REAL

Subsoil compaction as a climate damage indicator

Birkás, Márta and Kisic, I. and Bottlik, László and Jolánkai, Márton and Mesic, M. (2009) Subsoil compaction as a climate damage indicator. AGRICULTURAE CONSPECTUS SCIENTIFICUS, 74 (2). pp. 91-97. ISSN 1331-7768

[img]
Preview
Text
1238785.pdf

Download (161Kb) | Preview

Abstract

Some forms of soil compaction occur on arable lands both in Hungary (1.82 million ha) and in Croatia (0.97 million ha) having negative impacts on agricultural production. Tillage-induced subsoil compaction has oft en occurred in the Pannonian region in relation to traffi c-induced compaction. Soil compaction has become a soil management problem during the last decade as a result of the occurrence of periods of water-logging as well as droughts. Th is study contains an evaluation of factors relating to subsoil compaction, as indicator of climate eff ects on arable fi elds. Th is paper is based on soil condition monitoring and measuring that was started 32 years ago and on short and long-term experiments modelling and checking the extension of compaction in the soil. Th e survey comprised 1526 monitoring places and 38 experimental plots. Th e following fi ve points were chosen for monitoring: 1) root zone state (to a depth of 0-60 cm); 2) occurrence of compacted layer (indicating likelihood of risk); 3) extension of the compacted layer (indicating the degree of damage); 4) long term eff ects of tillage (soil state deterioration or improvement), and 5) tillage-induced water-logging and drought damage impacts on yield loss. Th e main objectives of the experiments were: 1) occurrence and the extent of tillage-pan damage in soils of diff erent susceptibility to compaction; 2) consequences on water management in each of the years covered by the experiments; 3) soil quality consequences, and 4) alleviation of pan-compaction by mechanical and biological methods. Long-term fi eld monitoring and experimental work have both convincingly proven a correlation between subsoil compaction and the degree of climatic damage. In view of the fi ndings, trends in soil tillage can be grouped into the following two categories: climate damage mitigating and climate-stress increasing ones. Th e formation and location of compacted layers provided information concerning the depth, the method and the type of tillage applied, along with the expected risk for crop production under extreme climate conditions.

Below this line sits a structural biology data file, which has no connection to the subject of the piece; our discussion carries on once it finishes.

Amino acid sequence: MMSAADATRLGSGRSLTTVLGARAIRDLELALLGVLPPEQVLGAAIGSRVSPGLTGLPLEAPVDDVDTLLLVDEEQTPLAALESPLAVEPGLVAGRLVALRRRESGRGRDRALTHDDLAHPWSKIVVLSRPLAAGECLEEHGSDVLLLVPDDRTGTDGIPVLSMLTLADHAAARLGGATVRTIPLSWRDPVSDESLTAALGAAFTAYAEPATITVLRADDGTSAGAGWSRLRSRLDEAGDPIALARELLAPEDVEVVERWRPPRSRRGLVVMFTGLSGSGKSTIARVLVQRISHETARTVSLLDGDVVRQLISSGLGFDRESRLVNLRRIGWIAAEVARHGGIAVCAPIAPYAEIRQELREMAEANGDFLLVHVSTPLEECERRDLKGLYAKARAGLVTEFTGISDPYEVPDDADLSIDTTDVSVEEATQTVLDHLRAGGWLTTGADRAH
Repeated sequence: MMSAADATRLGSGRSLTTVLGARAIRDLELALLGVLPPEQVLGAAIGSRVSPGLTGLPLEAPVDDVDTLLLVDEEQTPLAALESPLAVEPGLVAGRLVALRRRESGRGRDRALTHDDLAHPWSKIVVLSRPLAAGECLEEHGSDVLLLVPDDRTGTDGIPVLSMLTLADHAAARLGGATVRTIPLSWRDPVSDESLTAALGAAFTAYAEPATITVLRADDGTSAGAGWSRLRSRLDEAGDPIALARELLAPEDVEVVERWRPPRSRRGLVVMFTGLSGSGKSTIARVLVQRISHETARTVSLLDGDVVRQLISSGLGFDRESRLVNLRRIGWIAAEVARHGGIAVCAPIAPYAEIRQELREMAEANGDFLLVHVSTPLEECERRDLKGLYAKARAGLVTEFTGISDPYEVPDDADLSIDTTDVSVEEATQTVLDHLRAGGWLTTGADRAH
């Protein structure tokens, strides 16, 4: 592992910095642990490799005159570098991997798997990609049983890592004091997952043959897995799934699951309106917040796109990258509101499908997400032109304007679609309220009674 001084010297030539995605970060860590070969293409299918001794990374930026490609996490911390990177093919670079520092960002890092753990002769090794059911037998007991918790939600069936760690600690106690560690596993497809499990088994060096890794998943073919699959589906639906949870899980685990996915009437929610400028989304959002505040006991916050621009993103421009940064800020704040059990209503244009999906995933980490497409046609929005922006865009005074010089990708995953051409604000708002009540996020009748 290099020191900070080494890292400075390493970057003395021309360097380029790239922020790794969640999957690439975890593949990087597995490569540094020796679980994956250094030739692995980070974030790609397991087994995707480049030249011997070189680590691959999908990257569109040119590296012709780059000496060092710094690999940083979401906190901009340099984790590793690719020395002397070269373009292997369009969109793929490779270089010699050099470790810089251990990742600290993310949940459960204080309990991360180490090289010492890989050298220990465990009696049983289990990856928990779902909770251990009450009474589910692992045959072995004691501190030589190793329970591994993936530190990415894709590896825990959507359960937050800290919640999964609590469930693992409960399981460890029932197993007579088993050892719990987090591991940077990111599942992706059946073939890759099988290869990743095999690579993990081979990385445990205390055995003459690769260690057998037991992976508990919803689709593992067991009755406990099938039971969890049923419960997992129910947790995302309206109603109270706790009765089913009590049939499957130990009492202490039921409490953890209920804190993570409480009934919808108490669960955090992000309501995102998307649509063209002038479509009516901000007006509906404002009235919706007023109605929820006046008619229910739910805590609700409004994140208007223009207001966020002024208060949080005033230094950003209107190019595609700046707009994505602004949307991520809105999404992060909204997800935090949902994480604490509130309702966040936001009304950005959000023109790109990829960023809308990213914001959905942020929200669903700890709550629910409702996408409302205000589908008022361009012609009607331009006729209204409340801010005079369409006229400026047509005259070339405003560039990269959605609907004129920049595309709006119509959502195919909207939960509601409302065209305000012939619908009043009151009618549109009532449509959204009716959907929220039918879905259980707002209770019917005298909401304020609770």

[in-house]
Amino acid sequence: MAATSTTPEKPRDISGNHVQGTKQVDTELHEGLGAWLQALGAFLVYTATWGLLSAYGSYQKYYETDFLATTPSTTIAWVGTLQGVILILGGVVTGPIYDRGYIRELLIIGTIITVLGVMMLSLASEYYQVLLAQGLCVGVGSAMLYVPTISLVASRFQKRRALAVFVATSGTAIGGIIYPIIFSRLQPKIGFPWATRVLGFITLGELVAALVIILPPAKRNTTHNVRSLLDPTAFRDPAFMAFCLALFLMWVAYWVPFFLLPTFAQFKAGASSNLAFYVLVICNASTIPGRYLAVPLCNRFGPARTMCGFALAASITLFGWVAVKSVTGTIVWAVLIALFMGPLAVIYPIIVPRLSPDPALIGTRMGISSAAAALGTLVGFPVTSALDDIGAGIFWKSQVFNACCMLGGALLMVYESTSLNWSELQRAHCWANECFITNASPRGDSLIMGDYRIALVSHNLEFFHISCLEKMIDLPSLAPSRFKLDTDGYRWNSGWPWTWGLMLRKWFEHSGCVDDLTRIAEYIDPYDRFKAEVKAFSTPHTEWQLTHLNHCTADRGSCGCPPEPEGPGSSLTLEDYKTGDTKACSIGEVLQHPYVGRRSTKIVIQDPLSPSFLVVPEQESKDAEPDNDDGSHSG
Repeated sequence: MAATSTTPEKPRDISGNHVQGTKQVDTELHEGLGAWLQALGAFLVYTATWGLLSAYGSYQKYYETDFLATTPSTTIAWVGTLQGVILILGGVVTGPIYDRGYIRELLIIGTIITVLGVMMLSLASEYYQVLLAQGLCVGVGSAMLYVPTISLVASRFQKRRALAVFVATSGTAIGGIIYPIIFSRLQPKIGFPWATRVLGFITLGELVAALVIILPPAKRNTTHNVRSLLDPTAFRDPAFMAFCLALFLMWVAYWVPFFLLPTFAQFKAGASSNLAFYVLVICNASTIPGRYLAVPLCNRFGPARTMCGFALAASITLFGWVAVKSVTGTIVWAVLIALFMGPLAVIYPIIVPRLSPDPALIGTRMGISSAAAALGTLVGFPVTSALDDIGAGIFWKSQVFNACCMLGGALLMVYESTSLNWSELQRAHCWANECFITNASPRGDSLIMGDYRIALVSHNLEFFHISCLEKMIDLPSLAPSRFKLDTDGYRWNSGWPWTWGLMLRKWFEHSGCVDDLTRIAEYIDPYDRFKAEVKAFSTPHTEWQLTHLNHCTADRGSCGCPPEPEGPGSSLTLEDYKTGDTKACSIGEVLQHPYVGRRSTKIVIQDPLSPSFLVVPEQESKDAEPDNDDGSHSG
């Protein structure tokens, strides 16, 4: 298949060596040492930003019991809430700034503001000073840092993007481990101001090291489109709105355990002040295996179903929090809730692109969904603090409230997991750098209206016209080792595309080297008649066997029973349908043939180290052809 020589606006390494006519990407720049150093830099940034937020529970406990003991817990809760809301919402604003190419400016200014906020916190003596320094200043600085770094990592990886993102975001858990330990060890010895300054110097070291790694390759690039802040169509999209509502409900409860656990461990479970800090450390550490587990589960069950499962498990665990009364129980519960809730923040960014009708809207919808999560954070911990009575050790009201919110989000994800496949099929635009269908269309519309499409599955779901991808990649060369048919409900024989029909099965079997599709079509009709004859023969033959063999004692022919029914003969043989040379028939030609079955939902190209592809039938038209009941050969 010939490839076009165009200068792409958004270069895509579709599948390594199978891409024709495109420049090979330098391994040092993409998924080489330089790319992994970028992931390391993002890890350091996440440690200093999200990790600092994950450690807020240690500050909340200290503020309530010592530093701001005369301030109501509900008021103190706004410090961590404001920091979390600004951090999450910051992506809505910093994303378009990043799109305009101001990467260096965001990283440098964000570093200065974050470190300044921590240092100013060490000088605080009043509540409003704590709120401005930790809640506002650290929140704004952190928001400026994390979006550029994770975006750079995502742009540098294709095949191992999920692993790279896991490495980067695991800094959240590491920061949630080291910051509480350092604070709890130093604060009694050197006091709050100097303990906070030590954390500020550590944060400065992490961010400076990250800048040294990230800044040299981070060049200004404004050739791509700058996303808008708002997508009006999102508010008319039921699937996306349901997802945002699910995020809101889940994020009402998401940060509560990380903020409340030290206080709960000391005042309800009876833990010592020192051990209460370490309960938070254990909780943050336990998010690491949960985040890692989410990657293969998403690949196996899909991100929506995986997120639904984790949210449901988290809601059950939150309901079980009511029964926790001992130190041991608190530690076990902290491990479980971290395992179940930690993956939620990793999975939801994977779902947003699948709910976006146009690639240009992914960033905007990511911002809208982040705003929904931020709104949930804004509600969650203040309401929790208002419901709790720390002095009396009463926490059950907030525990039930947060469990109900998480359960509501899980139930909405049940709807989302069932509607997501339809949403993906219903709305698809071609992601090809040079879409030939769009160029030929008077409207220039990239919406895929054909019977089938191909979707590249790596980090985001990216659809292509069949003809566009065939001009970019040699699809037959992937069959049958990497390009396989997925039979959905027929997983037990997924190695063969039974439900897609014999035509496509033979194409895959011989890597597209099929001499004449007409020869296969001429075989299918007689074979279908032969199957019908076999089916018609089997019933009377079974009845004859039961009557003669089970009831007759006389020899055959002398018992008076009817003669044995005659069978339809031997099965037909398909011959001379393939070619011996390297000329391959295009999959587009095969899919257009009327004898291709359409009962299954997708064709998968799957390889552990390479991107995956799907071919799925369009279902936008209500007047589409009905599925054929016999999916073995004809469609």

Item Type: Article
Uncontrolled Keywords: compaction, climate, indicator, alleviation
Subjects: S Agriculture / mezőgazdaság > S1 Agriculture (General) / mezőgazdaság általában
S Agriculture / mezőgazdaság > SB Plant culture / növénytermesztés
SWORD Depositor: MTMT SWORD
Depositing User: MTMT SWORD
Date Deposited: 26 May 2014 08:37
Last Modified: 26 May 2014 08:37
URI: http://real.mtak.hu/id/eprint/12887

Actions (login required)

View Item View Item